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City of Summit v. Horton Corp.

New Jersey Superior Court, Chancery Division

Decided: November 14, 1961.


Mintz, J.s.c.


[70 NJSuper Page 530] This is a suit by a municipality against a land developer and its surety. The plaintiff, City of Summit, seeks to compel the developer, defendant Horton Corporation (hereinafter referred to as "Horton"), to build an adequate storm sewer system in the area developed by it known as "Prospect Park" in Summit. It asserts that defendant Horton and its surety, Continental Casualty Company (hereinafter referred to as "Continental"), agreed with plaintiff to construct an adequate storm sewer system in the development in accordance with the municipal requirements; that defendant Horton failed to construct same; that defendants should be required to specifically perform said agreement, and failing same that they be

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required to answer in damages. Additionally, plaintiff seeks to enjoin defendant, Townview Manor A, a subsidiary corporation of Horton, from selling a house in "Prospect Park" known as 10 Glen Avenue. The charge is that the dwelling is constructed below the level of the storm sewer constructed by the defendant Horton, and as such is subject to constant flooding, presents a public hazard, and is a menace to innocent purchasers for value.

Defendant Horton contends that the storm sewer system installed by it complies with all municipal requirements and particularly with the plat and improvement plans submitted in connection with preliminary and final approval, and that it was required under economic duress to make installations not called for under its agreement with the municipality. Horton further contends that if any flooding exists in the dwellings or upon the subject lands, it is due to the installation of an additional drainage pipe from Hand's Pond to Stockton Road which the municipality insisted upon as a prerequisite to the issuance of certificates of occupancy for various dwellings completed by Horton; that it was under no obligation to provide drainage for Hand's Pond, which is adjacent to but does not form a part of the tract developed by Horton. Horton counterclaims for a judgment directing the city to accept the improvements made by it and to cancel the surety bond and further seeks damages from the city upon the allegation of malicious refusal to accept the improvements.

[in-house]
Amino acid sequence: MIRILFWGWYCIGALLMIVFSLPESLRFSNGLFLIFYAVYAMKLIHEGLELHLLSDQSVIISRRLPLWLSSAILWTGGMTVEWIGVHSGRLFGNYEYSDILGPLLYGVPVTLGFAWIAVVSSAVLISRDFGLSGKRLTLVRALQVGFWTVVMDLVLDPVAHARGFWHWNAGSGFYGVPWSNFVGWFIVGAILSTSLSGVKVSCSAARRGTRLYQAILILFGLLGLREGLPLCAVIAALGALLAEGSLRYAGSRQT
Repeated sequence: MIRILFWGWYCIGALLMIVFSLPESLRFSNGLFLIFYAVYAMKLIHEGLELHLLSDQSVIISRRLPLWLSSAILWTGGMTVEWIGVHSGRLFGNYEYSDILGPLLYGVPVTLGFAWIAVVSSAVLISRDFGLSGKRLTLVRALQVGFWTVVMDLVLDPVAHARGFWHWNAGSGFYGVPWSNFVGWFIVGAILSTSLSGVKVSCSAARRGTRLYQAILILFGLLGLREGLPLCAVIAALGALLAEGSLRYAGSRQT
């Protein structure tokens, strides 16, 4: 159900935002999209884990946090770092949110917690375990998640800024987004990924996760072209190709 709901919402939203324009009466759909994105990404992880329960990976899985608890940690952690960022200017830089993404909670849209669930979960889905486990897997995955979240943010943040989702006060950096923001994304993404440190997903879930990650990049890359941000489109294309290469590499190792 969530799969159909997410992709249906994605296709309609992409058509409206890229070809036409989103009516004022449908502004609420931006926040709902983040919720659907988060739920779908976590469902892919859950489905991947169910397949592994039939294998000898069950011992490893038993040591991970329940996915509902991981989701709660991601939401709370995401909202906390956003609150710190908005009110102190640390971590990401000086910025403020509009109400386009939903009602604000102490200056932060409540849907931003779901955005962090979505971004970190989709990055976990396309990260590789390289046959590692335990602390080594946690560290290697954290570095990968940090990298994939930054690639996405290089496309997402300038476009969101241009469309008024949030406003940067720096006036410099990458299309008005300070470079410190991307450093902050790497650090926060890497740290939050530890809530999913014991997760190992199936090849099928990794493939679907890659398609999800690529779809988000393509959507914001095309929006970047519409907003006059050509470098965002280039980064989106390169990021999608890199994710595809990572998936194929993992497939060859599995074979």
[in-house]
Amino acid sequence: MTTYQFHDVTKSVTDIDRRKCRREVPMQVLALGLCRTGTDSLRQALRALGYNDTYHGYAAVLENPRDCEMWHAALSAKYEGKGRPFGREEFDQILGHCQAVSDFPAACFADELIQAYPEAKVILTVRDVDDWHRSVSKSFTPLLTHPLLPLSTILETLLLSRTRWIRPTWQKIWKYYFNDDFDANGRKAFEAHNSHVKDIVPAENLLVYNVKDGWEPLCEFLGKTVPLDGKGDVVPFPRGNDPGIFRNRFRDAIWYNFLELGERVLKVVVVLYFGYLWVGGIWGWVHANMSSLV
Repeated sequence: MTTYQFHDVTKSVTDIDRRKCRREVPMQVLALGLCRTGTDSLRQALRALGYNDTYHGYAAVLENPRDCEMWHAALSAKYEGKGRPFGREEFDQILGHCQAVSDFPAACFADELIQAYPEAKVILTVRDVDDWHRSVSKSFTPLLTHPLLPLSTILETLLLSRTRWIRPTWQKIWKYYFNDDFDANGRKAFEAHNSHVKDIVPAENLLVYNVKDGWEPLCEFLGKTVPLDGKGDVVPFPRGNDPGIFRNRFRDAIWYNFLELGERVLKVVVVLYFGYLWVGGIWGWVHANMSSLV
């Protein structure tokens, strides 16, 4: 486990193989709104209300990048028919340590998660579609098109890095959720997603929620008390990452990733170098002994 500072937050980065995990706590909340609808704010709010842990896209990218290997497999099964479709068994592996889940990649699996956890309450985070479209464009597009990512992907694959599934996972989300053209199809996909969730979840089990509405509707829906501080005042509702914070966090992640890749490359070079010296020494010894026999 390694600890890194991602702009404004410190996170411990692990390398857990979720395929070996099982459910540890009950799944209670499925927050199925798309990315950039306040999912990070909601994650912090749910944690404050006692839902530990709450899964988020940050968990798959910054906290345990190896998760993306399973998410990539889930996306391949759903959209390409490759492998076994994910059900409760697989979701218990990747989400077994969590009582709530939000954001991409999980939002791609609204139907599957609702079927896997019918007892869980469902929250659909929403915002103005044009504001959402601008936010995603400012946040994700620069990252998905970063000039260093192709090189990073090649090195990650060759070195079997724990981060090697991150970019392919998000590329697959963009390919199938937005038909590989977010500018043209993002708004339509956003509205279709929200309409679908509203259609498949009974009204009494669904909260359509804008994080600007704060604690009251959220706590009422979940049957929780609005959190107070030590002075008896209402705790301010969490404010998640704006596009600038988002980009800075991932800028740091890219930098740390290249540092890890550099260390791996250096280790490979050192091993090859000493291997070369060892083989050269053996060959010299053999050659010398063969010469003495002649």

Defendant Townview Manor A (hereinafter referred to as "Townview") contends that the certificate of occupancy for 10 Glen Avenue was issued and subsequently unjustifiably revoked by the building inspector and by reason of such revocation it has suffered damages for which it seeks a recovery.

Defendant Continental in effect asserts the same factual contentions as those made by Horton. Additionally, it urges a release from liability because of a material change in the improvement plans made by the municipality after the posting

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of its bond and particularly asserts that the bond did not call for the installation of a storm sewer line from Hand's Pond to Stockton Road and did not guarantee that Horton provide an outlying ditch across lands of Commonwealth Water Company (hereinafter referred to as "Commonwealth"), an adjoining landowner. Continental cross-claims against Horton for indemnification and has filed a third-party complaint against individual indemnitors on the bond.